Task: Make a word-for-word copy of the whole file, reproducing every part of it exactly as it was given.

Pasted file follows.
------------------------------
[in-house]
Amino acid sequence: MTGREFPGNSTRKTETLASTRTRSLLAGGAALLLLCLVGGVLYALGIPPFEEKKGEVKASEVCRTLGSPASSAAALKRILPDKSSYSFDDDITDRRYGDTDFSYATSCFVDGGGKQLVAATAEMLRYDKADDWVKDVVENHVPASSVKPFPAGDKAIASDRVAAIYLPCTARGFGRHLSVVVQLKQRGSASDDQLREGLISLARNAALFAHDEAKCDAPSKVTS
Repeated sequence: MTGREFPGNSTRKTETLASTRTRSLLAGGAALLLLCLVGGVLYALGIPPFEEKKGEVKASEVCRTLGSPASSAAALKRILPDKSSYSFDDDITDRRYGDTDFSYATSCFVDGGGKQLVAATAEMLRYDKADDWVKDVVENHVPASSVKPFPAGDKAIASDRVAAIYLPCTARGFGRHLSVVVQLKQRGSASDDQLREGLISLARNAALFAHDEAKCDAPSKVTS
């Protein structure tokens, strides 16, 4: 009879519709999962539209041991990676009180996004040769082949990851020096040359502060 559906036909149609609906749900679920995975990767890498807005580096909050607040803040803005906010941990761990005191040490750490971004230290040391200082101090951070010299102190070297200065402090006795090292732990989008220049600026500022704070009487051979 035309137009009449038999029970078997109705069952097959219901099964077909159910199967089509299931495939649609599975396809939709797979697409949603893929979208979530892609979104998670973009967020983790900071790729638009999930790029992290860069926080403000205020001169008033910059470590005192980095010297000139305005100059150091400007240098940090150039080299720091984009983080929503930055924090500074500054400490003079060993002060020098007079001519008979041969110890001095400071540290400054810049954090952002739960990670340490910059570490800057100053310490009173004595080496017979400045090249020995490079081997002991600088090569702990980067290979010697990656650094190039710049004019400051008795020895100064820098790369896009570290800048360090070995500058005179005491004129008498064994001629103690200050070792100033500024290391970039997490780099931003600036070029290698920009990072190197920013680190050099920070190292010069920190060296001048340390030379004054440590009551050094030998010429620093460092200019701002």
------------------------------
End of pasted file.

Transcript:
[in-house]
Amino acid sequence: MTGREFPGNSTRKTETLASTRTRSLLAGGAALLLLCLVGGVLYALGIPPFEEKKGEVKASEVCRTLGSPASSAAALKRILPDKSSYSFDDDITDRRYGDTDFSYATSCFVDGGGKQLVAATAEMLRYDKADDWVKDVVENHVPASSVKPFPAGDKAIASDRVAAIYLPCTARGFGRHLSVVVQLKQRGSASDDQLREGLISLARNAALFAHDEAKCDAPSKVTS
Repeated sequence: MTGREFPGNSTRKTETLASTRTRSLLAGGAALLLLCLVGGVLYALGIPPFEEKKGEVKASEVCRTLGSPASSAAALKRILPDKSSYSFDDDITDRRYGDTDFSYATSCFVDGGGKQLVAATAEMLRYDKADDWVKDVVENHVPASSVKPFPAGDKAIASDRVAAIYLPCTARGFGRHLSVVVQLKQRGSASDDQLREGLISLARNAALFAHDEAKCDAPSKVTS
């Protein structure tokens, strides 16, 4: 009879519709999962539209041991990676009180996004040769082949990851020096040359502060 559906036909149609609906749900679920995975990767890498807005580096909050607040803040803005906010941990761990005191040490750490971004230290040391200082101090951070010299102190070297200065402090006795090292732990989008220049600026500022704070009487051979 035309137009009449038999029970078997109705069952097959219901099964077909159910199967089509299931495939649609599975396809939709797979697409949603893929979208979530892609979104998670973009967020983790900071790729638009999930790029992290860069926080403000205020001169008033910059470590005192980095010297000139305005100059150091400007240098940090150039080299720091984009983080929503930055924090500074500054400490003079060993002060020098007079001519008979041969110890001095400071540290400054810049954090952002739960990670340490910059570490800057100053310490009173004595080496017979400045090249020995490079081997002991600088090569702990980067290979010697990656650094190039710049004019400051008795020895100064820098790369896009570290800048360090070995500058005179005491004129008498064994001629103690200050070792100033500024290391970039997490780099931003600036070029290698920009990072190197920013680190050099920070190292010069920190060296001048340390030379004054440590009551050094030998010429620093460092200019701002």